But unless you are willing to wander through the 2,000 cevicherias in Lima looking for a place with as much quality - and similar standards of health - you'll do much better just visiting Sonia and learning from a true master of the craft.


Sonia
Agustin Lozano La Rosa 173
Chorillos, Lima, Peru

Phone: 51 1 467-3788
Website: www.restaurantsonia.com
Open: Monday - Saturday, 12 p.m. to 5:30 p.m.

more:  Food | Peru | Restaurant Reviews 

posted by kleph @ 2:00 am |

comment posted by: Paul Makishi on december 22, 2009 @ 8:54 am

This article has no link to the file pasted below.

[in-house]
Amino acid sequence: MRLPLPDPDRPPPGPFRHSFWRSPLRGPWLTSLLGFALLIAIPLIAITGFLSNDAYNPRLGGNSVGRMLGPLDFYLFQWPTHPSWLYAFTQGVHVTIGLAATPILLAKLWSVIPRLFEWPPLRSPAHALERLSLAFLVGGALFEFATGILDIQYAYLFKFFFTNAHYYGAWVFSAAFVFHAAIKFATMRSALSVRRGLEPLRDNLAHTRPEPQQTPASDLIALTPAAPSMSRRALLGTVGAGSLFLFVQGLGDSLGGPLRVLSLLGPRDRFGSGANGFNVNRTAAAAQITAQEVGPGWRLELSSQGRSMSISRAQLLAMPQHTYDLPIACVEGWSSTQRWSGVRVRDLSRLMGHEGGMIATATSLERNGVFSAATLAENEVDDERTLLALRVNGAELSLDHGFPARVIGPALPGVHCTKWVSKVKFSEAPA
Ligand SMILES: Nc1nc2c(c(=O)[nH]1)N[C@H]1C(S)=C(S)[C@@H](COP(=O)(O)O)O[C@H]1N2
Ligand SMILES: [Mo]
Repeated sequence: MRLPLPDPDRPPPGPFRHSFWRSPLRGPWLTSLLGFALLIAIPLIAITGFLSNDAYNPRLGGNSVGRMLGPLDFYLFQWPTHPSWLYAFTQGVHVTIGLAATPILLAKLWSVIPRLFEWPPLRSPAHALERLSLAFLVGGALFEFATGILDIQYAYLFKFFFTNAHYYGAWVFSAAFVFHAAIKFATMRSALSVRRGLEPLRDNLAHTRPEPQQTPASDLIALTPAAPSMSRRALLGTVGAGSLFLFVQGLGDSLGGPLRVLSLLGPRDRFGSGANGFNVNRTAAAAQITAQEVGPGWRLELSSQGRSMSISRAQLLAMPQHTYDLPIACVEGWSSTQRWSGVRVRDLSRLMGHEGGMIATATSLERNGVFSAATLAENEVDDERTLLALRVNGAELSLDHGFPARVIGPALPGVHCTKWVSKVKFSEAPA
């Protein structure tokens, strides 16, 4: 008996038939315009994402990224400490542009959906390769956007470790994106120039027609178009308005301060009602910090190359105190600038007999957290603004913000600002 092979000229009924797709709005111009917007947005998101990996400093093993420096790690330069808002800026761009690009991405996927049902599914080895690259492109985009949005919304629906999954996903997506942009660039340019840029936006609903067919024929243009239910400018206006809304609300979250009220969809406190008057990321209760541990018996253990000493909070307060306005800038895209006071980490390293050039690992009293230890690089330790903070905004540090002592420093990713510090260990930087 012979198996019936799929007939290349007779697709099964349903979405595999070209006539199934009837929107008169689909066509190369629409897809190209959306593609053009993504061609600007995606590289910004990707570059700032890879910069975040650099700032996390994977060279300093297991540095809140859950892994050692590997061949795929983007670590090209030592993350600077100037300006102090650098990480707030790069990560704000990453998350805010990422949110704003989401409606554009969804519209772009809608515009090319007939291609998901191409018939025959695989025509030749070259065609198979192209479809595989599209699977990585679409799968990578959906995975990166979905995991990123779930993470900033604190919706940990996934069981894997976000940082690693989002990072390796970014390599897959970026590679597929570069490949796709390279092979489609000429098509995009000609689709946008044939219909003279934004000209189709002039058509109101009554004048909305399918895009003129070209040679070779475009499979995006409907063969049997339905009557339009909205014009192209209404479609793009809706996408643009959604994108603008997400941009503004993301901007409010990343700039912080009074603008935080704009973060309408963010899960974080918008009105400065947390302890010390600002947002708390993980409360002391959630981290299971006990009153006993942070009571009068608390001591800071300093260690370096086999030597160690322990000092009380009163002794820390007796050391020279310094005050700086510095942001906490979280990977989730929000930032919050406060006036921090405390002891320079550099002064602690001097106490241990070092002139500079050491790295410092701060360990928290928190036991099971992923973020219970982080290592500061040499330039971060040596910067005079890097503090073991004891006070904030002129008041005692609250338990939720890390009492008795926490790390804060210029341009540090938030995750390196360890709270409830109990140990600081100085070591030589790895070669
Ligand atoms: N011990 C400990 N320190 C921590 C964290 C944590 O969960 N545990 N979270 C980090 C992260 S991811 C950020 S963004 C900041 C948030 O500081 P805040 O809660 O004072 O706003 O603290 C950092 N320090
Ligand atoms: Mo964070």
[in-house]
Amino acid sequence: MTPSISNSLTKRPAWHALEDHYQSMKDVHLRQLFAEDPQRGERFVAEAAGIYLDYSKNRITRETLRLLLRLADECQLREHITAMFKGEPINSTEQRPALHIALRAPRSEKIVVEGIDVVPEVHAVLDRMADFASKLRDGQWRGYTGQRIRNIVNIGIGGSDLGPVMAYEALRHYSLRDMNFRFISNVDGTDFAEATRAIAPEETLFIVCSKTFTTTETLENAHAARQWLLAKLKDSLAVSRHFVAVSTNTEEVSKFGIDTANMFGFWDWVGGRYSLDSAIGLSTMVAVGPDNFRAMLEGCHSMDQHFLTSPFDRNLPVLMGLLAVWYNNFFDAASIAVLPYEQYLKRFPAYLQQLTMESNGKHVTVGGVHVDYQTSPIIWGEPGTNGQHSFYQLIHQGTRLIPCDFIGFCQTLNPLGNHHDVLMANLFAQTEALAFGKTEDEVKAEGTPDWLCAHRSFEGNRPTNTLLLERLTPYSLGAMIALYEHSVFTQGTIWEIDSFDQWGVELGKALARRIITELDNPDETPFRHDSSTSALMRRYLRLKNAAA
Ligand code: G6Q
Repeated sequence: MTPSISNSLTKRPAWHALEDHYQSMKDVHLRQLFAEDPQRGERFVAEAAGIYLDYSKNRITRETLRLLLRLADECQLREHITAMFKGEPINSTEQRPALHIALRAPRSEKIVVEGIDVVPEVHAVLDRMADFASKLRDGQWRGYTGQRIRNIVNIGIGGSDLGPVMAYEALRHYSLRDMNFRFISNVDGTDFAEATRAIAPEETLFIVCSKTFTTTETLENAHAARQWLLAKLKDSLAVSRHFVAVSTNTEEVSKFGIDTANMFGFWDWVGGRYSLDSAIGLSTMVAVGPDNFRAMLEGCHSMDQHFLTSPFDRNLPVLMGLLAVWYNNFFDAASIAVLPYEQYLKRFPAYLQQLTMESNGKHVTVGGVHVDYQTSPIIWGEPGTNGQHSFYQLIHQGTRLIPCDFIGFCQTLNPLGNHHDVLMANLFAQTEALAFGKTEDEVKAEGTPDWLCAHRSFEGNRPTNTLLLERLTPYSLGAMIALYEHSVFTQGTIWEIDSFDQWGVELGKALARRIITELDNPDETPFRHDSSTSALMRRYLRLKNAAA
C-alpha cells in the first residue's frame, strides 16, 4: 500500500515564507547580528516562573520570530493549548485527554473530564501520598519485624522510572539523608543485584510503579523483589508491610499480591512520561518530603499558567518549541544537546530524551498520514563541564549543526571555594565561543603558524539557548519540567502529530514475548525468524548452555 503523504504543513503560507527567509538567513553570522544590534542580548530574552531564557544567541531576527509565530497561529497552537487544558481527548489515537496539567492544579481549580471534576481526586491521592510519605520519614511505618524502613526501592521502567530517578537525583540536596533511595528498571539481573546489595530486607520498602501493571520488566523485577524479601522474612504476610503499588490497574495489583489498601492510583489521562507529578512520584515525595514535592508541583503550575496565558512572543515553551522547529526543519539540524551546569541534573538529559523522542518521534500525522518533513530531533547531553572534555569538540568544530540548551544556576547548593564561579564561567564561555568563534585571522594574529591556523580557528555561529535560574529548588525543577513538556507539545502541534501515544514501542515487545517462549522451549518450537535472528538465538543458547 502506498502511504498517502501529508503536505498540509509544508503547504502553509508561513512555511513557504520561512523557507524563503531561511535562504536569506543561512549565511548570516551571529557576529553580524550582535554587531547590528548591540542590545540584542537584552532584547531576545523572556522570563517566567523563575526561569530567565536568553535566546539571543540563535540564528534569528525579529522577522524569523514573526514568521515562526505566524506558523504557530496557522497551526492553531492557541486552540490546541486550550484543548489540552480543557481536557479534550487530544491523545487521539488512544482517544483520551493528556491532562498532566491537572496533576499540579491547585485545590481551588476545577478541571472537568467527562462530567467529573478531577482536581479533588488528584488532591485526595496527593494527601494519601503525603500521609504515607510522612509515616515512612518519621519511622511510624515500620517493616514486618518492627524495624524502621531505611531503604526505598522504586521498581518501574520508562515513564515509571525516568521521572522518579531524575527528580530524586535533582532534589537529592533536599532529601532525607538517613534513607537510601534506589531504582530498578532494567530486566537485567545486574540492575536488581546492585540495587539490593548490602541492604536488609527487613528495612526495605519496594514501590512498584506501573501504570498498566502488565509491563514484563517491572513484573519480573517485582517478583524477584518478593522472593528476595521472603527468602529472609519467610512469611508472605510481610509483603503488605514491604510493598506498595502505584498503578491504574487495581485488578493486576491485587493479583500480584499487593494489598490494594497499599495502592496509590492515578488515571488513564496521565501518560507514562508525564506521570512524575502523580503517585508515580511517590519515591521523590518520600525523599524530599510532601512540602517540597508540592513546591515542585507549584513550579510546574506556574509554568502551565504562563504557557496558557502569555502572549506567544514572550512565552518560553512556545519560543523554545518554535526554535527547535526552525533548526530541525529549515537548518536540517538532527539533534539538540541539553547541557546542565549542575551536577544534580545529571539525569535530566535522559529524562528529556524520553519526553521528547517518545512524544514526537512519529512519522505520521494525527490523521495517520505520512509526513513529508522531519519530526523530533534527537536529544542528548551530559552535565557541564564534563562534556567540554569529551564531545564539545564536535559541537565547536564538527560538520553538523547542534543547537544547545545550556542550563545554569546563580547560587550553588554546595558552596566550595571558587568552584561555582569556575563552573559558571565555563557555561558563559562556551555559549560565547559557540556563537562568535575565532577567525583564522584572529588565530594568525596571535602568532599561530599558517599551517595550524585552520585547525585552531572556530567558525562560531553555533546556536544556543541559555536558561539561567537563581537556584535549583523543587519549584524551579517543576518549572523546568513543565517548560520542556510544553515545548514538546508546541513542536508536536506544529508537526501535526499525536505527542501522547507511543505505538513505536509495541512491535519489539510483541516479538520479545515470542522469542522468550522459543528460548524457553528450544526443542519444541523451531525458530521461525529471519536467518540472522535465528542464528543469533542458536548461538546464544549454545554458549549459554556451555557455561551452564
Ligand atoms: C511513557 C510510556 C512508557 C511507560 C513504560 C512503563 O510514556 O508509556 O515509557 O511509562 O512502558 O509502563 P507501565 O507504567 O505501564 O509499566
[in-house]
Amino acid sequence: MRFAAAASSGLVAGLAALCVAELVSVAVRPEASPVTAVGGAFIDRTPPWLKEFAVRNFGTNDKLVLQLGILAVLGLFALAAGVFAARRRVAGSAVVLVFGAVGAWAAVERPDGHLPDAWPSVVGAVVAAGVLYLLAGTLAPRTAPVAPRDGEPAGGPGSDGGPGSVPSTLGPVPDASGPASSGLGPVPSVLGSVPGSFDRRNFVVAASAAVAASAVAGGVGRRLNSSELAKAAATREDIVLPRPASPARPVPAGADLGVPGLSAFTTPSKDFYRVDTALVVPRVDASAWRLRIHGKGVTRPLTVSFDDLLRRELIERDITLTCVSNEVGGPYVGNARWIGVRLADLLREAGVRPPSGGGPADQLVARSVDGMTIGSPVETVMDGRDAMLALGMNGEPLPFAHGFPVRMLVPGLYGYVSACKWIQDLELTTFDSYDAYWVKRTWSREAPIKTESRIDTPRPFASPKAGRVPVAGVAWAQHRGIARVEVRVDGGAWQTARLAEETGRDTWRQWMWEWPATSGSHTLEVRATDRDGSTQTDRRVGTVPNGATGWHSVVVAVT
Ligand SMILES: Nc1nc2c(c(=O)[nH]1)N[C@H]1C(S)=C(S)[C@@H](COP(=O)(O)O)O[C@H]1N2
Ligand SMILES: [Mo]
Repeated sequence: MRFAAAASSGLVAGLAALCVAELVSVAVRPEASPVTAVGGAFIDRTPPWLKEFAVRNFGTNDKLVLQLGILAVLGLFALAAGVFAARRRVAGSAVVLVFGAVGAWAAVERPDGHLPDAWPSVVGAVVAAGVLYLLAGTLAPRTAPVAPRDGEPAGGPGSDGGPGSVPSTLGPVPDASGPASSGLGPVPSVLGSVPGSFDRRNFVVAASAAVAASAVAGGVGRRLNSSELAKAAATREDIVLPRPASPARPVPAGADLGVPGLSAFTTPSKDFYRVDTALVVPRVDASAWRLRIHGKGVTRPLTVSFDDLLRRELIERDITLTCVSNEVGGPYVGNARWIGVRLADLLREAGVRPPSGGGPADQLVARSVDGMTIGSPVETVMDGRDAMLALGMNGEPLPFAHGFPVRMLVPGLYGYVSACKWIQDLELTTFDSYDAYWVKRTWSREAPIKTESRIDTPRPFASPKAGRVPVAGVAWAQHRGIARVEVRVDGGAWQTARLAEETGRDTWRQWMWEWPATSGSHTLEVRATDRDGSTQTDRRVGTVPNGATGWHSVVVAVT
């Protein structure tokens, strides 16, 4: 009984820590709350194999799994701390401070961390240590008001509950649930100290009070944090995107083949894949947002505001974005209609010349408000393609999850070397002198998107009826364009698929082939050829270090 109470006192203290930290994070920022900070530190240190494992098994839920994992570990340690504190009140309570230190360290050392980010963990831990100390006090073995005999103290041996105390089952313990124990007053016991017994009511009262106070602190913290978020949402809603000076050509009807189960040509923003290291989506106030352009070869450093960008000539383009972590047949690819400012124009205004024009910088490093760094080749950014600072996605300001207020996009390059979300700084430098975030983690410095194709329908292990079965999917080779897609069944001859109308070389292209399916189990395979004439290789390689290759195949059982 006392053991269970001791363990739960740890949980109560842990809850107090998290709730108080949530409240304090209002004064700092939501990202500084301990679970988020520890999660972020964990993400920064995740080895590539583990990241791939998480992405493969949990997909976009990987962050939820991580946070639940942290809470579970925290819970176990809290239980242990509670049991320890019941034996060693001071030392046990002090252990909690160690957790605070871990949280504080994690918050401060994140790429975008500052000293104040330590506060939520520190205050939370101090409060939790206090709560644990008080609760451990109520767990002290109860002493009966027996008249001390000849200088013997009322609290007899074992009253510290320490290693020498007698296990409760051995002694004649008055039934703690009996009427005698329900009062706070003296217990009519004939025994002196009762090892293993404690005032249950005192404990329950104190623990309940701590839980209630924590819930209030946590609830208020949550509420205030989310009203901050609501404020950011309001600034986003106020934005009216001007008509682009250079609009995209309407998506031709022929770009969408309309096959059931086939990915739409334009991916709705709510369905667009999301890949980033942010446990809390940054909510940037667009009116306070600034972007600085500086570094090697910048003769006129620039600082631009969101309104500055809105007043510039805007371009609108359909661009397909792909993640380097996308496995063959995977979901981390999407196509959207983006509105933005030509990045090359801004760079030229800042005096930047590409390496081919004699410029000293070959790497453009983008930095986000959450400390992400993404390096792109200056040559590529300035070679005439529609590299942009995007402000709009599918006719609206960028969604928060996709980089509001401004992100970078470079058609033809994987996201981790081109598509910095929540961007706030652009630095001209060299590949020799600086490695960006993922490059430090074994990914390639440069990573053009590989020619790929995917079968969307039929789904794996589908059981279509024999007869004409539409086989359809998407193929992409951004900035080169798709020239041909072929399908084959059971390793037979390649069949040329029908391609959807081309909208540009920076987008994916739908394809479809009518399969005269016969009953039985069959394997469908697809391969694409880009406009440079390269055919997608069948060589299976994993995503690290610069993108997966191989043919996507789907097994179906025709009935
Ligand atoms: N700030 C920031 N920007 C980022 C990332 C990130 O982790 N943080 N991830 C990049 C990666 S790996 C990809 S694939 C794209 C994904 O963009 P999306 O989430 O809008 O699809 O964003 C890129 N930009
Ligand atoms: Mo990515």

Sonia's cevicheria quality fish and dishes are without a doubt excellent. However, I visited Sonia's a couple of days ago (Sunday DEC 20, 2009)and left the restaurant somehow dissapointed. I lived in Boston, MA and I m a fan of Anthony Bourdain show and the only reason I visited Sonia's was to try their dishes that according to chef Acurio was one of the best and most original in Lima. I ordered the "Lenguado Ceviche" and the "scallops alla Chorrillana" that were the signature dishes of the restaurant. The excessive acidity of the lemons used on these dishes made them sour and bitter not only to my taste but also for my peruvian friends. All the other dishes ordered were delicious, the atmosphere was relaxing, and the live peruvian music was very enjoyable. If Sonia's is or was considered one of the best hiring places in Lima, in my opinion they need to go back to the basics on the making of these dishes to make them delectable.